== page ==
The Real Discovery of Neptune

Have you ever read the story of the discovery of Neptune? It truly is a triumph of science and mathematics, and part of the reason it is my favourite planet (a hard choice to make).  The story goes like this:

Neptune from Voyager 2 – Credit: NASA

It all starts with the discovery of Uranus in 1781 by William Herschel.  This was the first ever discovery of a planet, as the Earth and the five visible planets have been known of since the dawn of history. Thanks to Isaac Newton working out the laws of gravitation and the mechanics of the solar system, mathematicians could easily calculate the properties of Uranus from observing it’s orbit.  They determined it’s distance, orbital velocity, and the length of its year.

The brilliant yet simple thing about mathematics and science is that you can use the equations to predict where Uranus will be in the future, in the same way that we can predict how long it will take a ball to hit the ground if you know the height you dropped it from.  But when mathematicians figured out the future positions of Uranus, astronomers who were observing found that the calculations didn’t agree with what they observed.  Uranus was in a different position.  This meant one of three things:

  1. The math or observations were flawed
  2. Newton’s theory was incorrect
  3. We were missing something about Uranus

The math and the observations were verified to be accurate, and by this time Newton’s theories were proven (they still work today), so something must have been missing.  The idea put forward was that there was another unseen body in the solar system, it’s gravity tugging on Uranus and perturbing it’s orbit.

A mathematician named Urbain Le Verrier decided to do the math and predict where the mystery body should be, and he urged astronomer Johann Galle to search for it at the Berlin Observatory.  On September 23rd, 1846, Galle discovered Neptune, only 1 degree from where Le Verrier predicted it to be.  This discovery opened the door for the exploration of the outer solar system, and eventually the discovery of Pluto, the Kuiper Belt, and the Dwarf Planets beyond. But that’s another story.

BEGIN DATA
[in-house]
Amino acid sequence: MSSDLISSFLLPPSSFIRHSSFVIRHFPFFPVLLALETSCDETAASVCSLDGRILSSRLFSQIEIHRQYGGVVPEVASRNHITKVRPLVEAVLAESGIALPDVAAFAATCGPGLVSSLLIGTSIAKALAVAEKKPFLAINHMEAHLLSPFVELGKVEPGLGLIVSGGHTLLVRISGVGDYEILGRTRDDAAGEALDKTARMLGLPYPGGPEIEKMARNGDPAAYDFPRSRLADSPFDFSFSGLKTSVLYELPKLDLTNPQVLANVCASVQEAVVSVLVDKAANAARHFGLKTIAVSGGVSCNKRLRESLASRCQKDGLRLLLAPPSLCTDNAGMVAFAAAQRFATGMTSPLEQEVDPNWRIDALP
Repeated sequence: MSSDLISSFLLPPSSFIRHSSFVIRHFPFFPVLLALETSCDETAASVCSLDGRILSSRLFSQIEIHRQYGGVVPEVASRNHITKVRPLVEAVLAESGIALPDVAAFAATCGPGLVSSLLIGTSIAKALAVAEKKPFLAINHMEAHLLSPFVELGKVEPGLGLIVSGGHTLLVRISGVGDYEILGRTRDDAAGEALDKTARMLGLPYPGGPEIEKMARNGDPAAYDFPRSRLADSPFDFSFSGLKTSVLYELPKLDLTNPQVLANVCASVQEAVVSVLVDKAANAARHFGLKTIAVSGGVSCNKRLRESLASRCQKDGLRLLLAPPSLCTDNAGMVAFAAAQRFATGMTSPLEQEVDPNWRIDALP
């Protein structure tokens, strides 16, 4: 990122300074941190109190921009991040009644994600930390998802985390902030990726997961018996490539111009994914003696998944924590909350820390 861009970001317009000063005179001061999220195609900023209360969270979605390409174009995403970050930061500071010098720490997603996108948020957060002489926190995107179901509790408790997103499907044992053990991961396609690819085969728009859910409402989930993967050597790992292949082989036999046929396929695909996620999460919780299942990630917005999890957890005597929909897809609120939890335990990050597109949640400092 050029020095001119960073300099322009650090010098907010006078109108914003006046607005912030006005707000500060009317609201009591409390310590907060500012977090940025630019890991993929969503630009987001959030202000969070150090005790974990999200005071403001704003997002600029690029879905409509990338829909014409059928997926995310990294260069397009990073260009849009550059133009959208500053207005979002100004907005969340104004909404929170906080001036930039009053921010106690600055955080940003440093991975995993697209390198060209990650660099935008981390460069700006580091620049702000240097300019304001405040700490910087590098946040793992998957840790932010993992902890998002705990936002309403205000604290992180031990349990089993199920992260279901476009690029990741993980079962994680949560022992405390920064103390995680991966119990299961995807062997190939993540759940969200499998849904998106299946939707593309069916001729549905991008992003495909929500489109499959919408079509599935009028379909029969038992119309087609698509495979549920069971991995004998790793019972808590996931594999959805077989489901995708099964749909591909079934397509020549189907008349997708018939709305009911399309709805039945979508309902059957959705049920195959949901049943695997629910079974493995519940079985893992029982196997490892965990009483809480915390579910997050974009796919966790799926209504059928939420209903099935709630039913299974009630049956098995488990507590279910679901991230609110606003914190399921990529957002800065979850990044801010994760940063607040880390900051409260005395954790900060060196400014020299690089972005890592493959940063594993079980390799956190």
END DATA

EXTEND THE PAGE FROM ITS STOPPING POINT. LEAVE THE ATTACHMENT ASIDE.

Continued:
There is more to Neptune’s story however.

Galileo’s plot of Jupiter’s moons showing the fixed ‘star’ to the left.

In 1612, Galileo was observing Jupiter for the first time, with the first telescope used for astronomical purposes.  He noticed a strange star off to the side, and noted it’s position, but also noted that it remained fixed or ‘fixa’ in latin, as seen in the image.

With modern technology, anyone can look back to the position of Jupiter and it’s moons on that famous night, and very easily note that the strange ‘star’ he saw was actually the planet Neptune!

Position of Jupiter and Neptune in 1612, as Galileo would have seen them.

Galileo was the first to observe Neptune! Imagine how he would have felt and how history would have changed if he had realized what he was seeing.  The reason Neptune appeared fixed to him was that it was in retrograde motion, where the motion of the Earth cancels out the motion of the planet, making it appear fixed for a short time rather than moving against the background of stars.  This fateful configuration was enough to get past his radar, and delay the true discovery of Neptune by over 200 years.

And really, if a genius like Galileo missed Neptune, it simply wasn’t humanity’s time to discover it.

 

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